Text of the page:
Find your planks and your waves
*This will be delivered over Rosh Hashanah as my main D’var Torah if you’d prefer to hear it then.
I was probably about 15 seconds away from drowning. I can still remember the feeling. It was the end of my gap year in Israel and on our week long tour of the north, we went hiking. Being the expert planner that I am, I did not hike with water shoes. Instead, I slogged through the hike in high top basketball shoes. As we prepared for our last waterfall rappel, I was third in line. As I entered into the water, tired from hours of hiking, my legs weighed down by water logged shoes, panic set in. I probably had about 75 more feet to swim and I was kicking furiously. But the only direction I was moving was down.
I was freaking out. The more I felt myself losing control, the harder I worked, the more tired I got. As I started frantically waving my hands above my head, they both swam out. It was far though, so as they approached, my head bobbed below the surface. When they got to me, and I felt their arms, relief washed over me. I was alive.
That panic was visceral. No matter what I did, I felt as if were going to drown. I had no control in that moment except to try to keep myself afloat until help arrived and then it did, and I was ok. I don’t often get to say this but that’s where my story converges with Rabbi Meir and Rabbi Akiva of talmudic fame.
Rabbi Gamliel was traveling by ship when he saw a wrecked vessel on the horizon. He recognized it at once as Rabbi Akiva’s boat and began to mourn for his death. Surely, Rabbi Akiva could not have survived. Rabbi Gamliel returned to the yeshiva a short time later, and there before him was his friend, Rabbi Akiva. “How did you survive that shipwreck?” Rabbi Gamliel asked. “Who saved you?” “A daf—a plank of wood from the boat – appeared before me.” Rabbi Akiva replied. “I held onto it, and as each wave came my way, I bowed my head.”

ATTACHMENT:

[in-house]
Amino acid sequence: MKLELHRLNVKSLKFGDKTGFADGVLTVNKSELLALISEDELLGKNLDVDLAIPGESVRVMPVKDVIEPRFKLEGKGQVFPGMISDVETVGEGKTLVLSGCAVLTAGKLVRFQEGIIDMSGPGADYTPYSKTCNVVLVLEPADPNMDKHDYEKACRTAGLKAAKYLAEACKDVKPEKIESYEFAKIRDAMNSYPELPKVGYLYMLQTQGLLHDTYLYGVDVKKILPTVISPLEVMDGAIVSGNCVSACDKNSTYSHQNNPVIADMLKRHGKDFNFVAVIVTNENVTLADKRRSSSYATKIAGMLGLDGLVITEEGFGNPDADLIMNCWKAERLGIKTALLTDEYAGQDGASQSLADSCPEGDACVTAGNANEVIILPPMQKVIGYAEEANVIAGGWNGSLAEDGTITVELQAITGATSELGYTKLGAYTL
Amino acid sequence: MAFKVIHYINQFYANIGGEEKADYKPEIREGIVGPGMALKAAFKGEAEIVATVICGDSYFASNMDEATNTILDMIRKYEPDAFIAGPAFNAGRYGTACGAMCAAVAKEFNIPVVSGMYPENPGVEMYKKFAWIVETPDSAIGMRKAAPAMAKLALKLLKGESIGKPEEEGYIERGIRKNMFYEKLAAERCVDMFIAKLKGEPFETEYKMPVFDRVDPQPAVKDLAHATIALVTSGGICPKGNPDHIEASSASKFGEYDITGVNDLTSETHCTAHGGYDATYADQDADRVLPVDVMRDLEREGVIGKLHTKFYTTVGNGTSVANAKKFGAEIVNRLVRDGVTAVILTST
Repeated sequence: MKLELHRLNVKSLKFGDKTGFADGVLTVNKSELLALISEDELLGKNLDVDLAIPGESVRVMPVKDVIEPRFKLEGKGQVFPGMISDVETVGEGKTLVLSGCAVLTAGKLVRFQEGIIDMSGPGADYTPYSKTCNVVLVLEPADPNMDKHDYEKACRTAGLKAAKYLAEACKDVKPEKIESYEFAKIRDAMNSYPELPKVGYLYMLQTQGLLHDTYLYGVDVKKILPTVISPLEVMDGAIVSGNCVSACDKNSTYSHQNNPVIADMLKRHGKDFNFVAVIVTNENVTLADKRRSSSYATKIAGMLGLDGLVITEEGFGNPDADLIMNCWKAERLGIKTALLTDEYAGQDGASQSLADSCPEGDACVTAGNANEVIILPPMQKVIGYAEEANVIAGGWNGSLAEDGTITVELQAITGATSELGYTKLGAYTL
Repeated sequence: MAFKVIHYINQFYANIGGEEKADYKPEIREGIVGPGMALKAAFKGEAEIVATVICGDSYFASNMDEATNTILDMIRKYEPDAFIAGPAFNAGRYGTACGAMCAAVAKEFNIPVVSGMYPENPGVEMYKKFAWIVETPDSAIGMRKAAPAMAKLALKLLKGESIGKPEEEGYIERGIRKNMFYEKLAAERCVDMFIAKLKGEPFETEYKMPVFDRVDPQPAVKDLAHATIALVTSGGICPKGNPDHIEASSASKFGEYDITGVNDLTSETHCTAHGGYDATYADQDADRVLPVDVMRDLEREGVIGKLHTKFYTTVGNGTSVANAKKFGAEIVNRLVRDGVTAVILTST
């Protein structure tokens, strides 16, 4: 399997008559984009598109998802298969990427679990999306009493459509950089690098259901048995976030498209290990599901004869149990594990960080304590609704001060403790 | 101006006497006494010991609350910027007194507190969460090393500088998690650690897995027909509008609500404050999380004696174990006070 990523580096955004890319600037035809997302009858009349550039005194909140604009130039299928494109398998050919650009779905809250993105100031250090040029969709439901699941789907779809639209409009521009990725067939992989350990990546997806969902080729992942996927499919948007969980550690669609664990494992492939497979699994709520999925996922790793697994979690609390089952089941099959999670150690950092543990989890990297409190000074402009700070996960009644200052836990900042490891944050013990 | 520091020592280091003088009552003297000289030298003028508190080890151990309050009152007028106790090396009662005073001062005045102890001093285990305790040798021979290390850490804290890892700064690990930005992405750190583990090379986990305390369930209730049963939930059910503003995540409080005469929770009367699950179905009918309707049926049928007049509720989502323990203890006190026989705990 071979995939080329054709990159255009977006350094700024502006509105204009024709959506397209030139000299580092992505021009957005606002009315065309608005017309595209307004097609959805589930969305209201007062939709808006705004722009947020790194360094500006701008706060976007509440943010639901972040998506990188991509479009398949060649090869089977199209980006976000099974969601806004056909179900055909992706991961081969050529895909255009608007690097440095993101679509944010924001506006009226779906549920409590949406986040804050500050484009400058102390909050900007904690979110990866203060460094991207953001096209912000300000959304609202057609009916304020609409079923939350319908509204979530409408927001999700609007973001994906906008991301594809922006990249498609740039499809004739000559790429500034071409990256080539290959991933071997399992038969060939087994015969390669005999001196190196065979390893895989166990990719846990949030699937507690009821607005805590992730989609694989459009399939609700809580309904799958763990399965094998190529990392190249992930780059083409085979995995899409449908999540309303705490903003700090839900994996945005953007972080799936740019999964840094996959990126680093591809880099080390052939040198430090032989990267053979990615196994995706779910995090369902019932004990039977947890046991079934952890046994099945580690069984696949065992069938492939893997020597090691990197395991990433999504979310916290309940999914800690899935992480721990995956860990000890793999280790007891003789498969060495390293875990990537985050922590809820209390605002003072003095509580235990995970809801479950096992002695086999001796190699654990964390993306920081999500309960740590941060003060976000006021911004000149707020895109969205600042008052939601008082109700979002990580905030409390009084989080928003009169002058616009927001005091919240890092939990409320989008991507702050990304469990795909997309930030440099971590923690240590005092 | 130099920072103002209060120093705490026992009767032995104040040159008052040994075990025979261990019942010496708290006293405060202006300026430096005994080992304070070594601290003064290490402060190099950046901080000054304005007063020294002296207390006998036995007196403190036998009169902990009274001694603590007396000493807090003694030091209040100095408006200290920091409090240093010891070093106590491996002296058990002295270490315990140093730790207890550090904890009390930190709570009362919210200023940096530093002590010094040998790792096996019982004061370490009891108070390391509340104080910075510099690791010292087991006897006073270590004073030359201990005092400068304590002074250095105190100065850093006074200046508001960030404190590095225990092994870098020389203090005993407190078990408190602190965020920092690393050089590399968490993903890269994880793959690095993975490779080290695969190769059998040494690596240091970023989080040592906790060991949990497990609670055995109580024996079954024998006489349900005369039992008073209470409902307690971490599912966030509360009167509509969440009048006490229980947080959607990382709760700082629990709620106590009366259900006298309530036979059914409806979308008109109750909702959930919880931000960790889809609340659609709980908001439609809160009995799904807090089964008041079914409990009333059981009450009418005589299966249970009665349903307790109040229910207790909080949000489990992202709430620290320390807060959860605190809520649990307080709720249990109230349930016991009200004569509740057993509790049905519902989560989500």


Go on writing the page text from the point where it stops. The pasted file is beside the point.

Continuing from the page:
A short while later, the Talmud tells a similar tale. Rabbi Akiva was out on a boat when he saw the remnants of Rabbi Meir’s ship in the middle of the water. Rabbi Akiva immediately began to mourn. Surely, Rabbi Meir could not have survived.
Shortly after, Rabbi Akiva returned to the yeshiva, and there before he was his friend, Rabbi Meir. “How did you survive that shipwreck?” asked Rabbi Akiva. “Who brought you up to the shore?” Rabbi Meir answered, “One wave carried me to another, and that wave to another until a final wave cast me onto the shore.
Two stories that are really one. First we have Rabbi Akiva who acted out the ancient version of Jack and Rose from the Titanic. Miraculously a plank of wood ripped from the ship appears before him; he holds on to it. As he rides the plank through the sea, he uses it to buoy himself up and down with the waves of the water. Then, we have Rabbi Meir who also survived a shipwreck. Instead of a plank of wood, he relied on the motion of the waters, seemingly assisted along by the waves.
The Talmud doesn’t tell us about any panic or emotional response but something as chaotic as a shipwreck has to bring out a sense of chaos. But here, there’s no wildly flailing arms or furiously kicking legs. The text implies a sort of relinquishing of control that takes place. Hold on to the wood. It will carry you because there’s nothing you can do. Allow the waves to do the work.
Ki Ein Banu Maasim.
For we have no deeds. There is nothing to control.
More or less, this is how I felt during the first few months of parenthood. Every day felt like a shipwreck, reminding me that I no longer had full control over what I was used to: sleeping, eating, physical wellness, free time.
The more I tried to push back and the more I wallowed in what I had lost, the stronger the pull was. My ability to keep my head above water was diminishing rapidly
Then, I got the help that I needed. Medications and therapy helped me realize something important. I could not control most of my life anymore. Once I embraced that realization, it wasn’t that things became “sunshines and lollipops” but they did feel more manageable. Because I was able to focus on the little I could control, usually around my response to external events. Instead of feeling like I could subdue and control the waves, I followed Rabbi Meir who allowed the waves to push and pull me along to dry ground.